Monty Python's comedy legends: Where are they now?

16 February 2024, 12:37

Monty Python's John Cleese, Terry Gilliam, Michael Pail, Terry Jones, Eric Idle, and Graham Chapman in 1975. (Photo by Ben Martin/Getty Images)
Monty Python's John Cleese, Terry Gilliam, Michael Pail, Terry Jones, Eric Idle, and Graham Chapman in 1975. (Photo by Ben Martin/Getty Images). Picture: Getty

By Thomas Edward

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"Always look on the bright side of life".

It was much easier to see the bright side of life when the comedic troupe Monty Python were lampooning religious institutions and the rules of comedy, or just generally causing havoc with their absurdist sense of humour.

Since 1969 the Python lot has been pushing the boundaries of what was possible (and certainly what was acceptable) in comedy, with many believing the six members had as much influence on comedy as The Beatles did on popular music.

After first appearing on our television screens in the hectic sketch show, Monty Python's Flying Circus, John Cleese, Eric Idle, Terry Gilliam, Terry Jones, Michael Palin, and Graham Chapman became as adored as they were disruptive.

The anarchistic troupe then went on to make three iconic comedy films - Monty Python and the Holy Grail in 1975, Life of Brian in 1979, and The Meaning of Life in 1983 - before ostensibly calling it quits.

They reunited on several occasions in the years since, but stuck to staying separate on large, and in light of the recent war of words between Idle and Cleese, it might be the last we see of Monty Python as a unit.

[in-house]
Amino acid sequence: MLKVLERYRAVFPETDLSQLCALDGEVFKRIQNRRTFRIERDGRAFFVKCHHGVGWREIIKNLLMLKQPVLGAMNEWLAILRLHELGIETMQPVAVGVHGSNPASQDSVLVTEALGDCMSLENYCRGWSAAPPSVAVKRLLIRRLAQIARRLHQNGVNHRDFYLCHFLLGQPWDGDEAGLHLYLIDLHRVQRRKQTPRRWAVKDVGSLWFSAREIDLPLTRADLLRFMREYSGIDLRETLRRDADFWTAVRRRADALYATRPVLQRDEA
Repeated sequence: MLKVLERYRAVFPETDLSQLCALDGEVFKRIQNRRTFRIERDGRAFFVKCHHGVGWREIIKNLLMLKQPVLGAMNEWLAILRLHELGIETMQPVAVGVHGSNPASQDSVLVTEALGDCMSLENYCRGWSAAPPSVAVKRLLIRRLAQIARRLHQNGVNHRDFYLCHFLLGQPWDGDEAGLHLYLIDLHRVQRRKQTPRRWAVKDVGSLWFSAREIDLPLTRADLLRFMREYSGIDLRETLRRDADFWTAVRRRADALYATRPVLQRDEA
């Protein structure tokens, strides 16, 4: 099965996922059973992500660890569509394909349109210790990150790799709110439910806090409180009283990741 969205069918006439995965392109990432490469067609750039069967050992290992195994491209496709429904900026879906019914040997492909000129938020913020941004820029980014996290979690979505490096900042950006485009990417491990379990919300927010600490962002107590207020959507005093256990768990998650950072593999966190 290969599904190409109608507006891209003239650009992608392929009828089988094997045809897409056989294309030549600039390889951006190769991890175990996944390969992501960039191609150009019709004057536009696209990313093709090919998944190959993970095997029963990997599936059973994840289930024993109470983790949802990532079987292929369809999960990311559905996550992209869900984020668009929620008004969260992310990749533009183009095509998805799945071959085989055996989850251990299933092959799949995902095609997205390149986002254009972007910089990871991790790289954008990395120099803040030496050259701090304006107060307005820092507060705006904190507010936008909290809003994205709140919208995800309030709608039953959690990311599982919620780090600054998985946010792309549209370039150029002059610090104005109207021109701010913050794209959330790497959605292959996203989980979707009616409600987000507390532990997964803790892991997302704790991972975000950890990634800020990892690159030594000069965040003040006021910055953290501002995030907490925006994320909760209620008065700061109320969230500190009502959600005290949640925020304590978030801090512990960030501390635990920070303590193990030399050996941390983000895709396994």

Sadly, Terry Jones and Graham Chapman are no longer with us - Chapman, the central star of Life of Brian tragically died of cancer in 1989 aged just 48, and Jones left us in 2020 after complications with dementia just days before his 78th birthday.

But what of the rest of the four remaining Monty Python crew? Here's all you need to know:

  1. Michael Palin

    Michael Palin.
    Michael Palin. Picture: Getty

    Michael Palin has become a national treasure since Monty Python disbanded, and was honoured with a knighthood for his services to travel, culture, and geography in 2019.

    Outside of Python, Palin and Terry Jones co-wrote and starred in the parody Ripping Yarns from 1977 to 1979, and also starred in a handful of films directed by Terry Gilliam including 1988's A Fish Called Wanda which saw him win the BAFTA Award for Best Actor in a Supporting Role.

    Palin later distanced himself from comedy and broke into the travel domain. He'd travel to and explore regions like the Himalayas, the Arctic and the Antarctic, more recently making insightful documentaries about North Korea and Iraq.

    Just days before his 80th birthday on 5th May 2023, Palin's wife of 57 years Helen sadly died. He said he'd need to "reset" his life after the painful loss, but had no plans to retire just yet.

    Talking on the Headliners podcast shortly after, Palin said: "Your body gets rusty like a piece of old machinery that’s done you quite well over the years but then a couple of screws fall off and a door falls off and that’s it."

    "I hear my wife's voice going, 'Get on with it, don’t mope around'. I'm doing what she would want me to do. It is a distraction and stops you from feeling suddenly bereft."

  2. Terry Gilliam

    Terry Gilliam.
    Terry Gilliam. Picture: Getty

    Terry Gilliam was always the man behind the scenes so to speak, the odd one out in Monty Python for two reasons:

    Firstly, he wasn't actually a comedian - he was the animator who gave the troupe an entirely new dimension. Secondly, he was the group's only non-British member.

    After Monty Python (having directed episodes of Flying Circus and 1975 film Holy Grail), Gilliam became a bonafide film director. Stepping behind the camera to direct dystopian classics like Brazil, 12 Monkeys, Fear and Loathing in Las Vegas, and The Fisher King, the aesthetic of his films is immediately identifiable by their restless, deranged psychological slant.